Background: Community health centers (CHCs) and federally qualified health centers (FQHCs) are critical health care access points for medically underserved areas in the United States. They also provide opportunities for residents to learn about health system challenges, including workforce shortages, social determinants of health, and health equity.
Objective: We sought to describe current obstetrics and gynecology (OB-GYN) resident engagement and training in community health settings.
Methods: We conducted a website review and survey to identify the prevalence and types of OB-GYN resident exposure to CHCs, including FQHCs. We reviewed 241 program websites to identify community health electives or rotations. We then surveyed program administrators regarding departmental affiliations with CHCs, types of resident involvement, and barriers to resident rotations at CHCs.
Results: The website review revealed that 18% (44 of 241) of programs offered a community health rotation. Of the 241 programs surveyed, 78 program administrators responded (32%). Forty-three programs (55%) had at least 1 affiliated CHC, and 34 programs (44%) allowed residents to rotate at a CHC. The most common barrier to resident rotations at a CHC was inadequate resident coverage of hospital-based clinical responsibilities. Respondents reported that among 782 graduating residents in the 2016-2017 and 2017-2018 academic years, 76 (10%) planned to pursue a position at a CHC.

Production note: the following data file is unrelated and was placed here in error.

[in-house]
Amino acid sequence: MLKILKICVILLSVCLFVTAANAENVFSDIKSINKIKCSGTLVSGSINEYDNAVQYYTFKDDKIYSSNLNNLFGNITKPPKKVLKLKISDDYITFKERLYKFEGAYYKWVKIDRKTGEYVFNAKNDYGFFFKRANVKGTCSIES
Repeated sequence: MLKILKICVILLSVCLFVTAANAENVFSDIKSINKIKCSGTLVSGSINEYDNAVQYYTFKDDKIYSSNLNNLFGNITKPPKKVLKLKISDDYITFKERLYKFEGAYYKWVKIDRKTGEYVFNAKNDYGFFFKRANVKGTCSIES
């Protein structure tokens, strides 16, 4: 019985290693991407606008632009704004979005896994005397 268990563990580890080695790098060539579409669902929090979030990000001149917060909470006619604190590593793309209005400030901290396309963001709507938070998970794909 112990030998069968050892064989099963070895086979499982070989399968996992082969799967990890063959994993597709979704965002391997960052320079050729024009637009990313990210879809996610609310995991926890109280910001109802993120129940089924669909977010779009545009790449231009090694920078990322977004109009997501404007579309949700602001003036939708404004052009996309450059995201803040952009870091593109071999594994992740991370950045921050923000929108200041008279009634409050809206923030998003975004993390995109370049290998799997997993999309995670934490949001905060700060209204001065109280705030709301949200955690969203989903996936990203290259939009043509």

Conclusions: According to their websites, a small percentage of US OB-GYN residency programs offered a CHC rotation. Of programs responding to a survey on the topic, less than half offered CHC rotations and less than 1 in 10 residents planned to work in CHCs after graduation.
Accreditation Council for Graduate Medical Education 2019.